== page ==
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Adolescents Online: How does a young person’s use of social media change over time?

Dec 3, 2021

The Australian Institute of Family Studies have published a research snapshot called “Adolescents Online”. The snapshot uses data from the “Growing up in Australia: Longitudinal Study of Australia Children” (LSAC) which tracked young people from ages 12-13 in 2012 through to their turning 16-17 in 2016. The young people were asked to report on their use of social media, along with mental health symptoms, attitudes towards online and offline interactions and experiences of cyberbullying. The report found that the majority of young people spent more time interacting with friends in person rather than online, although the amount of time spent online increased as they aged. Young people with autism and mental health problems were more likely to interact with friends online, and felt more comfortable doing so. There was a correlation between increase frequency of social media use and greater risk of having symptoms of depression and anxiety, however it remains unclear if the is because young people who are depressed and anxious prefer social media as a way of engaging over engaging in real life. The report also found that one in four young people reported experiencing cyber bullying.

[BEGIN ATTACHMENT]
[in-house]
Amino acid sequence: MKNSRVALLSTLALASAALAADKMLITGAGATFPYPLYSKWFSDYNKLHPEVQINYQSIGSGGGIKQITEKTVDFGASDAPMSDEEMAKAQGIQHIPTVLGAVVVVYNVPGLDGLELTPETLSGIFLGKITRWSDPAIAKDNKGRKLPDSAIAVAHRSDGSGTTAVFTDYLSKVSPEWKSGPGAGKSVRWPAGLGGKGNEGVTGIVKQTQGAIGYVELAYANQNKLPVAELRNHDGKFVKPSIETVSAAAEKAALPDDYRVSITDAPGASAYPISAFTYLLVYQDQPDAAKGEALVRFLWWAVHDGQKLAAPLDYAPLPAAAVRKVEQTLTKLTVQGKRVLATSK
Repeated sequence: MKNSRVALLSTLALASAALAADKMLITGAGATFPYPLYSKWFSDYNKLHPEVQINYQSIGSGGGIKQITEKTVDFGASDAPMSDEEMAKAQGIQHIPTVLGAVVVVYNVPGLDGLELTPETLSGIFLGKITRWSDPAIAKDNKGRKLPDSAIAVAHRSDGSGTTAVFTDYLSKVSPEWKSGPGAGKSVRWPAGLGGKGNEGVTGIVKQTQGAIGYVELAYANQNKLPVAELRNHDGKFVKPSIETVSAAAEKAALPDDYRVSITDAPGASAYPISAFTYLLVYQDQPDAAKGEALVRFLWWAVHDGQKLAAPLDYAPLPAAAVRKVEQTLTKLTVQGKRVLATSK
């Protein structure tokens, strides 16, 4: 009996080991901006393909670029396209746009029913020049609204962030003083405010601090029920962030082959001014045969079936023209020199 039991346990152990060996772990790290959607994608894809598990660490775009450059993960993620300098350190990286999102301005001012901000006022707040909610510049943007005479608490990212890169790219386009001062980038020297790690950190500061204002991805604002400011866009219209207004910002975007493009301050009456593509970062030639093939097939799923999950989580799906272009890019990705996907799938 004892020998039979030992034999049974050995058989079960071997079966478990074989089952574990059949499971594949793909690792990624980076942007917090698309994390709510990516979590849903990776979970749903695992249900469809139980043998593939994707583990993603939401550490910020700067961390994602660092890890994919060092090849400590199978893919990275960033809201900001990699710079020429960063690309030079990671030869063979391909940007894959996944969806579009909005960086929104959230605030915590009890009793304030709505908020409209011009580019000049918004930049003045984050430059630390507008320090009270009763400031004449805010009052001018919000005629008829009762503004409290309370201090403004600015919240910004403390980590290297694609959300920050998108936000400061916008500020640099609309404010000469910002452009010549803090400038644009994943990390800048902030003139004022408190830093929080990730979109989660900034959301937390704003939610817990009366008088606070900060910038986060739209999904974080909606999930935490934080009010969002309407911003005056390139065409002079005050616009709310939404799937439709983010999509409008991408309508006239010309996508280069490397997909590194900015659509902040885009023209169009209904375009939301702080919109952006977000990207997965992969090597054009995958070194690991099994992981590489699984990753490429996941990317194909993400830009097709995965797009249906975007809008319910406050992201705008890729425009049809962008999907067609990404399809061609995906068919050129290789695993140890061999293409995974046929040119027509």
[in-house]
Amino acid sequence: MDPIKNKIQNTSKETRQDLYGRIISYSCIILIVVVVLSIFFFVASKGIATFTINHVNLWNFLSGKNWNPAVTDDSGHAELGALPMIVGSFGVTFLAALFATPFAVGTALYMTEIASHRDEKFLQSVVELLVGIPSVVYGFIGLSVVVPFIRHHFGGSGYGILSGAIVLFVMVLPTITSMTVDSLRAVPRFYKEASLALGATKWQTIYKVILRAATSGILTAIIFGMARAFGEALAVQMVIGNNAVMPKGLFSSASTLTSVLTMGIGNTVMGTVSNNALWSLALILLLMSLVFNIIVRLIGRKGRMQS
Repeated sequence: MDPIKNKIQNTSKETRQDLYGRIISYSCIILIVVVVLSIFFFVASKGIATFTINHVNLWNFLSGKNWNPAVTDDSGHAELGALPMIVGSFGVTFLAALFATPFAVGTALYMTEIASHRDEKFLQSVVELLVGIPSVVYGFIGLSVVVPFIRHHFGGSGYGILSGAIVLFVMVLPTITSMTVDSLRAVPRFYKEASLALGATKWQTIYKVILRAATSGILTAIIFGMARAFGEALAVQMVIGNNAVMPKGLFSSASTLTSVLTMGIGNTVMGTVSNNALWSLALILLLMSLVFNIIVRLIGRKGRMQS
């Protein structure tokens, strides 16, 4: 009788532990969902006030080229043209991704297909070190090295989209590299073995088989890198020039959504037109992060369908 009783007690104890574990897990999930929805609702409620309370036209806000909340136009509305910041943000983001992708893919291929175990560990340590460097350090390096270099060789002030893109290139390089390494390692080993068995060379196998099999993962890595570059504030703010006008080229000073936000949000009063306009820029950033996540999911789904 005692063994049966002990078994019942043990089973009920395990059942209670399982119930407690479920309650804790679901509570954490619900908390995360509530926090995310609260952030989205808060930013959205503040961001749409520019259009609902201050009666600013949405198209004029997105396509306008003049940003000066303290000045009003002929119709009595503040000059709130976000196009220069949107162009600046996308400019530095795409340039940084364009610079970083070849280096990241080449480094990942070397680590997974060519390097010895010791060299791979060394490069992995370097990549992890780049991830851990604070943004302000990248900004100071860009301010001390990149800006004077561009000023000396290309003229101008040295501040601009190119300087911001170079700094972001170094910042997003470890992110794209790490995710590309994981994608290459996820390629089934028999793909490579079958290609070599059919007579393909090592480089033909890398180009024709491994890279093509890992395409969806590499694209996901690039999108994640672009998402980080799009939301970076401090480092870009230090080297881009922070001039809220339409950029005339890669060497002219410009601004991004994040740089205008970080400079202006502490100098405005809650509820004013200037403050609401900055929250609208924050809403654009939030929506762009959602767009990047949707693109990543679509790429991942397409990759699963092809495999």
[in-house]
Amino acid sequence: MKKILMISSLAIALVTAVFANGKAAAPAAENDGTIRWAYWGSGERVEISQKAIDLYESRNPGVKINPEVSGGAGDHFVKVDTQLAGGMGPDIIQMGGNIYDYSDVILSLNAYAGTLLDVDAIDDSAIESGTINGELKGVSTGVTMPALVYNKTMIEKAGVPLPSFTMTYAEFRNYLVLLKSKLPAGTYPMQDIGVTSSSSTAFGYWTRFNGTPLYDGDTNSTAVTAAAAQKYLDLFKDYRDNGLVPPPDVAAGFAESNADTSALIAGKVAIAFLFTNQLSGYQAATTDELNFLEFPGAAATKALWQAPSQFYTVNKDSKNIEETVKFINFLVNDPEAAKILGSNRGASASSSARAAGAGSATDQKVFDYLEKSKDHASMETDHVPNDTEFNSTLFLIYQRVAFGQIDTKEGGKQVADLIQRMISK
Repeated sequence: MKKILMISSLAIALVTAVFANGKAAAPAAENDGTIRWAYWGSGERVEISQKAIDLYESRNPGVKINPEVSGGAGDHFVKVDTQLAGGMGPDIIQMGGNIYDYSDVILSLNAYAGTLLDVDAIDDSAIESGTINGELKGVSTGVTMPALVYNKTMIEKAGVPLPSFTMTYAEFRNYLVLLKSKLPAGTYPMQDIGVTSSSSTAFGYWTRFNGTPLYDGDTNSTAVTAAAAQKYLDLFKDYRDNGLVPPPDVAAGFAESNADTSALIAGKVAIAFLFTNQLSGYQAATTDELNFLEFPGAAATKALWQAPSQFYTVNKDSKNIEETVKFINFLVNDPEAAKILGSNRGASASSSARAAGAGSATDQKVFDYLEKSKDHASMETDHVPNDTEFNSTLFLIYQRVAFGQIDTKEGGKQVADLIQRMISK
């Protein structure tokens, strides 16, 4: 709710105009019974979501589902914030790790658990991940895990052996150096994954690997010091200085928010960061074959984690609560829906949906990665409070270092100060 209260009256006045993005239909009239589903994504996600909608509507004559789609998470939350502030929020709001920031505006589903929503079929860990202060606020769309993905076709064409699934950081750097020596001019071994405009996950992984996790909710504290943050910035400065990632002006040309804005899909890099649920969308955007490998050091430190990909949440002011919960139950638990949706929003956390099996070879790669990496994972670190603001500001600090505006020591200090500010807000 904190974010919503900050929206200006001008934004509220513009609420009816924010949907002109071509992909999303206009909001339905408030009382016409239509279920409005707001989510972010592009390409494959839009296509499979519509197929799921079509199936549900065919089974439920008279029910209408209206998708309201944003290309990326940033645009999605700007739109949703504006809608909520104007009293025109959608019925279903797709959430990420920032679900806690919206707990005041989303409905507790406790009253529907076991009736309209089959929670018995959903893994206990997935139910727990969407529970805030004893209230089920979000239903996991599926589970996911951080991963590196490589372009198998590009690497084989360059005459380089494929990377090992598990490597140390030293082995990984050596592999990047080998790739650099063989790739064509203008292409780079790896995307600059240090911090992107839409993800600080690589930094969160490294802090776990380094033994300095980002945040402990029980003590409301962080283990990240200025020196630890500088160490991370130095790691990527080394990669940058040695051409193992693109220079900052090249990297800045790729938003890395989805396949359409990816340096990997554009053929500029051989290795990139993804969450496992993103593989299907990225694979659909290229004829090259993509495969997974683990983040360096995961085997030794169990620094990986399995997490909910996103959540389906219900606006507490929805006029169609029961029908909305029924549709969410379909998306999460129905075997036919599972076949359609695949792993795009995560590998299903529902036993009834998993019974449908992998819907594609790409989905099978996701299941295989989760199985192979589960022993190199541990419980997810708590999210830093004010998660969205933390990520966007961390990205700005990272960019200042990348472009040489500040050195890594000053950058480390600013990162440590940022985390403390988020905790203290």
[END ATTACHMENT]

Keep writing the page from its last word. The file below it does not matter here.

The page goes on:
Go to “Adolescents Online: Snapshot series - Issue 5”